Monday, November 8, 2010
Text Fwd: [Guam] SWAT used to silence military expansion opponents [괌] 특수 공격대, 군사 확장 반대자들을 압박하기 위해 출동됨
* Video source: Pacific New Center
* Informed from the site of the DMZ Hawai'i
'Using tactics familiar to demilitarization activists in Hawai’i, SWAT was called in to intimidate protesters of the military expansion that threatens the ancient Chamorro cultural and sacred sites in Pagat. The military held closed door meetings to discuss the handling of cultural sites and resources under the consultation process of the National Historic Preservation Act.'(Kyle K.)
Pacific News Center:
Swat Called In To Protect Meeting on Programmatic Agreement
Last Updated on Friday, 05 November 2010
Written by Clynt Ridgell
Friday, 05 November 2010
Guam – The Guam Police Department’s SWAT Team had to be called to Adelup Friday to calm some boisterous demonstrators who had gathered outside a meeting on the Programmatic Agreement which will govern the handling of historical artifacts uncovered during the military buildup.
GPD swat was called to provide security during the meeting between Assistant Deputy Secretary of the Navy Don Shregardus and local organizations including the Chamoru nation and the Chamorro tribe.
“We are Guahan, Fuetsan Famalao’an and the Guam Boonie Stompers. The meeting is on the contentious programmatic agreement. It was a closed door meeting and in fact senator Ben Pangelinan and Vice-Speaker BJ Cruz were almost not allowed inside. “My one comment to Shregardus and to Manley is the same comment I made to them last night was that we want the Guam legislature as a recognized consulting party to this agreement,” said Vice-Speaker BJ Cruz.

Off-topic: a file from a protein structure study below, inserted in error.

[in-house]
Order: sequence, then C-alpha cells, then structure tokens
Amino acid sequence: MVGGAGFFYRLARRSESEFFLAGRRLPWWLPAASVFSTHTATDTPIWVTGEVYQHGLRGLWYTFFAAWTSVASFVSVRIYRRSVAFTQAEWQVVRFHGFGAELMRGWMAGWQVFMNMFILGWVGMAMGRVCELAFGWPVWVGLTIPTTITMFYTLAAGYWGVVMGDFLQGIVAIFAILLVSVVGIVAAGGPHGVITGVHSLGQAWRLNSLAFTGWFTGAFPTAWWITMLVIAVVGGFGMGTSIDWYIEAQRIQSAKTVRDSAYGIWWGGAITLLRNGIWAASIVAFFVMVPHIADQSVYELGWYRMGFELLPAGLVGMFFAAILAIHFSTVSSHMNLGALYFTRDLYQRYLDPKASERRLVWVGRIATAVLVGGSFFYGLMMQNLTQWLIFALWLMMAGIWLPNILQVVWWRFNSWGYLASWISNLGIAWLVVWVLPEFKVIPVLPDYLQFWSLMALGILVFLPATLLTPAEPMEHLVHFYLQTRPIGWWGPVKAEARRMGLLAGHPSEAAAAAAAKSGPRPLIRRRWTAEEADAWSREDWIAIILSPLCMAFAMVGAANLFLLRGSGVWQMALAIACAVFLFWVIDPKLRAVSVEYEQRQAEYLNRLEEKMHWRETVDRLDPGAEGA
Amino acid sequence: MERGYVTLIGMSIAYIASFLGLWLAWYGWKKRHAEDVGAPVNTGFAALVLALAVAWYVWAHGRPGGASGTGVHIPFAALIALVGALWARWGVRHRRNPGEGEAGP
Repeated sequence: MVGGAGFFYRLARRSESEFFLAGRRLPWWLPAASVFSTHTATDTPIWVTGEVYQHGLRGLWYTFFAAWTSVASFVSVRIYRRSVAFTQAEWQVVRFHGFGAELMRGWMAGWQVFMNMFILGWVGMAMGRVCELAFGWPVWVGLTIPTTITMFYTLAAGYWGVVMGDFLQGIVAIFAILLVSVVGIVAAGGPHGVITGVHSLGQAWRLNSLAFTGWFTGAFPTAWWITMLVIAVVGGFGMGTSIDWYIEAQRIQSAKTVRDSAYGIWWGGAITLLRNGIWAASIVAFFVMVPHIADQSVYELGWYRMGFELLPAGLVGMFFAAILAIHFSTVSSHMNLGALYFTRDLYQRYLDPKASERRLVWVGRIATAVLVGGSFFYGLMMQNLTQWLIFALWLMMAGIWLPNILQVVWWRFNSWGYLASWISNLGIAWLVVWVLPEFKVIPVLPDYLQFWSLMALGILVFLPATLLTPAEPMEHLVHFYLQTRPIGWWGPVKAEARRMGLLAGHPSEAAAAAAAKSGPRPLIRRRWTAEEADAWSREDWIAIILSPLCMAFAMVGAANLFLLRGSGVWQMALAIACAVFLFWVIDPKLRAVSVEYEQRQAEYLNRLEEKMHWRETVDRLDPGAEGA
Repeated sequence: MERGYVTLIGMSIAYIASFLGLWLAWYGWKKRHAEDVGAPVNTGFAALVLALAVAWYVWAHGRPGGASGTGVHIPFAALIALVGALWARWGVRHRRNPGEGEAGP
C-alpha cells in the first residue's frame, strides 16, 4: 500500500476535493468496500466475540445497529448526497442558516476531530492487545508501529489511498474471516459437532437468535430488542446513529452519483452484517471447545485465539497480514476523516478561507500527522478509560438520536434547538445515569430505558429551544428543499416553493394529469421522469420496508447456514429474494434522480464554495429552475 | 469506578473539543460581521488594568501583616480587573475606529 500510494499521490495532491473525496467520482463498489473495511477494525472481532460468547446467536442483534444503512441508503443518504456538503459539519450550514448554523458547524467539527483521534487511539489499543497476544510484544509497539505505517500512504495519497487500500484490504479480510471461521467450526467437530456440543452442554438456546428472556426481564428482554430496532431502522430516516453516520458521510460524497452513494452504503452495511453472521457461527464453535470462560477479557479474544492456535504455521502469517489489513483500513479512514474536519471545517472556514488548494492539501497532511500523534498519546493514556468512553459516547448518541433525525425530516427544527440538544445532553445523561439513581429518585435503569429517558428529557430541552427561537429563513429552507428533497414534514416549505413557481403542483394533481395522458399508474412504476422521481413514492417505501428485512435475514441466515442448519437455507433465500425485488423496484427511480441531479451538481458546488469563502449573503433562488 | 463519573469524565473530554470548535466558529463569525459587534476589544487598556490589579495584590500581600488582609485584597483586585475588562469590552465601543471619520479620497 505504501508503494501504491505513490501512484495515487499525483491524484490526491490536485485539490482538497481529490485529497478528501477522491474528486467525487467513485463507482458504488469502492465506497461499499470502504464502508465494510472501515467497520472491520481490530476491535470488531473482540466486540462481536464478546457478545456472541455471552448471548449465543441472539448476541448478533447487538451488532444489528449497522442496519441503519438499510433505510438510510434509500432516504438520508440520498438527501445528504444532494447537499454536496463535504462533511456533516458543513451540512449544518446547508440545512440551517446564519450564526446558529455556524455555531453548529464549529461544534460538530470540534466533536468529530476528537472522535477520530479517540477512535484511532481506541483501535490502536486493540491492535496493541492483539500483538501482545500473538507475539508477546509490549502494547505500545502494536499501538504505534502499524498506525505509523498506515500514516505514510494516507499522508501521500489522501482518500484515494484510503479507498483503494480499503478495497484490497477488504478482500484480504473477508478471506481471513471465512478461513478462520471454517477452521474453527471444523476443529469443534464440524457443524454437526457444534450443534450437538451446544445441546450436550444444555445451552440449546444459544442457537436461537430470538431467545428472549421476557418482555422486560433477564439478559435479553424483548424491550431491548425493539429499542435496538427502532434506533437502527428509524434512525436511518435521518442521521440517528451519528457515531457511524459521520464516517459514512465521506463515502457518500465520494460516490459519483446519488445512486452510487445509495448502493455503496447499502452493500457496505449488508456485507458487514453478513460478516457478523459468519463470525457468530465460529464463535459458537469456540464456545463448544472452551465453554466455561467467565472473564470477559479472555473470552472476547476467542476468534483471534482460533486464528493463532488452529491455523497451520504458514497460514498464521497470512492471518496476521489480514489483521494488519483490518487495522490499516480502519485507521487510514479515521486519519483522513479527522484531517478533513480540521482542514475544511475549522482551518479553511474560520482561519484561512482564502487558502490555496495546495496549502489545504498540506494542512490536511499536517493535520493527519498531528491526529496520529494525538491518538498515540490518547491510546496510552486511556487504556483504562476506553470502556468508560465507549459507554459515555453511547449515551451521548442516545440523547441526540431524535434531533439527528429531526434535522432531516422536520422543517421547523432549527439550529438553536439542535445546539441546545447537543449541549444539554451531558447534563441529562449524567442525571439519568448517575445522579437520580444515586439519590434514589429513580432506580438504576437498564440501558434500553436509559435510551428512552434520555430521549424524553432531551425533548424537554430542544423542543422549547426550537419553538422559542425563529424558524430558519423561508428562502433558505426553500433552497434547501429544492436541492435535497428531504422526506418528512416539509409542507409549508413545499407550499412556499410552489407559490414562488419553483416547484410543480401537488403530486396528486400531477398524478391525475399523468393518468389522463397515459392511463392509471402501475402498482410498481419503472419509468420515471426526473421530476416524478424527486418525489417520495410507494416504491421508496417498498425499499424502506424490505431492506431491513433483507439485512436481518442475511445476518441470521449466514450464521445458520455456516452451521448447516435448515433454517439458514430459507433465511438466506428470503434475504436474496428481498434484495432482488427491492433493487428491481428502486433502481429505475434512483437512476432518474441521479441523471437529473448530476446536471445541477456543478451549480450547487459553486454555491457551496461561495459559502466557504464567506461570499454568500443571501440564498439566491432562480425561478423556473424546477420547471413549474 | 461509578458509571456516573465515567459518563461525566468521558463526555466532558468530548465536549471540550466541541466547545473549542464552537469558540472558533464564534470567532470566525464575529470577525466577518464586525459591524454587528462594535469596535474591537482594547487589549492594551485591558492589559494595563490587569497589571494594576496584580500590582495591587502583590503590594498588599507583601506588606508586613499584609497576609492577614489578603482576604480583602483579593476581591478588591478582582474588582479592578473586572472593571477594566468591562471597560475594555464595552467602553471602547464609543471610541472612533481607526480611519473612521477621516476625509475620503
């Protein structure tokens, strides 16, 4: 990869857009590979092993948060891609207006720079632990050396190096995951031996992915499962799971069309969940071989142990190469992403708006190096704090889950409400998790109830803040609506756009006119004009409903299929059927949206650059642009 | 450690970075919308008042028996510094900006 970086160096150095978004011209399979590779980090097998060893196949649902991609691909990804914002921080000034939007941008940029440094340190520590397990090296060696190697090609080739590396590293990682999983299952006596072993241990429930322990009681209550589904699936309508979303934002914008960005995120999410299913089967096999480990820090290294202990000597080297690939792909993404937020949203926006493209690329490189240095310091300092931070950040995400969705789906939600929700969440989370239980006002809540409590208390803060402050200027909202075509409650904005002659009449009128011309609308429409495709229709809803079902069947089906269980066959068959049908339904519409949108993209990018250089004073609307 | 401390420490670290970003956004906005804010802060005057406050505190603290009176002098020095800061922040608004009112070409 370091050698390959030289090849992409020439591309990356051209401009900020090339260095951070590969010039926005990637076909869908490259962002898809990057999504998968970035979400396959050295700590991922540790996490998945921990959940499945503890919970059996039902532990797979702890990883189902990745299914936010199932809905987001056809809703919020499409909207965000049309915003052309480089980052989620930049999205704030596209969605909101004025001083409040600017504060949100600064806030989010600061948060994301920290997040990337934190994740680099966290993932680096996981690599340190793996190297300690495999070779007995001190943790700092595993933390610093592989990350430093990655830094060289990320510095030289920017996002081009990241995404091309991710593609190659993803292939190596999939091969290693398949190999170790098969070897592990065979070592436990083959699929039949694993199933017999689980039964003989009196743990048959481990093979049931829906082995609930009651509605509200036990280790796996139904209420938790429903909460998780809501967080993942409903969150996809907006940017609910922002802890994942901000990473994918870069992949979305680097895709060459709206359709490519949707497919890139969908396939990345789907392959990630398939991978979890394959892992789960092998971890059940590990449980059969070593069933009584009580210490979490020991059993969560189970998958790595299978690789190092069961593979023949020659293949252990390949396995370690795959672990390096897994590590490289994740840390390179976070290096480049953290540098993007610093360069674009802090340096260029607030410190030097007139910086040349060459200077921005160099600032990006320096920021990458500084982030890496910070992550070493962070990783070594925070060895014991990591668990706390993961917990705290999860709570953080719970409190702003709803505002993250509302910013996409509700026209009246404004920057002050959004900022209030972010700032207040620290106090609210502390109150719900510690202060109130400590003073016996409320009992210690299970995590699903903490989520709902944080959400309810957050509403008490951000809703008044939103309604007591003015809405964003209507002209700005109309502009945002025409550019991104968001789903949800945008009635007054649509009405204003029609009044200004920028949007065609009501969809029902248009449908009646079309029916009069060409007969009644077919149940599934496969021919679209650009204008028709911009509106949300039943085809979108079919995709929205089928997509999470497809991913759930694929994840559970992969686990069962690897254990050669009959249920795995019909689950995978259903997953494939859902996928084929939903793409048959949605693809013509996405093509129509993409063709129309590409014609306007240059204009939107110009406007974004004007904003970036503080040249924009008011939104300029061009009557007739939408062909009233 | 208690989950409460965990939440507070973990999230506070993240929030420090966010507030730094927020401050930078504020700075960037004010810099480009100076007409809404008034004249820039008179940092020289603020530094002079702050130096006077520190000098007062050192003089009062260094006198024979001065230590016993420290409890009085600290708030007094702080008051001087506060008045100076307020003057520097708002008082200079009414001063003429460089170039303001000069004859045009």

DoD officials have pressured the Guam State Historic Preservation Officer [SHPO] Lynda Aguon to sign off on the agreement despite her initial objections. The document has since gone through a couple of revisions none of them to the satisfaction of the Guam SHPO. One major area of concern was the fact that the programmatic agreement was never given any public attention or a public hearing for that matter.
This despite the fact that public involvement is required by the National Historic Preservation Act. Finally after months of requests by the Guam SHPO, We are Guahan, the Chamoru tribe, Fuetsan Famalaoan, the Guam Boonie Stompers, the Guam Historic Preservation trust, the National Trust for Historic Preservation, and the Advisory Council on Historic Preservation a public hearing was held on the programmatic agreement just last night at Okkodo Highschool. But the public hearing was held just two days after Guam’s general election and without much publicity. We are Guahan member Julian Aguon says that the public hearing was a Disappointment. “From what I understand it’s the only public hearing and it was barely a public hearing because you didn’t get to hear anything there were actually no oral comments being accepted so what they were accepting was only written statements you put in a box,” explained Aguon.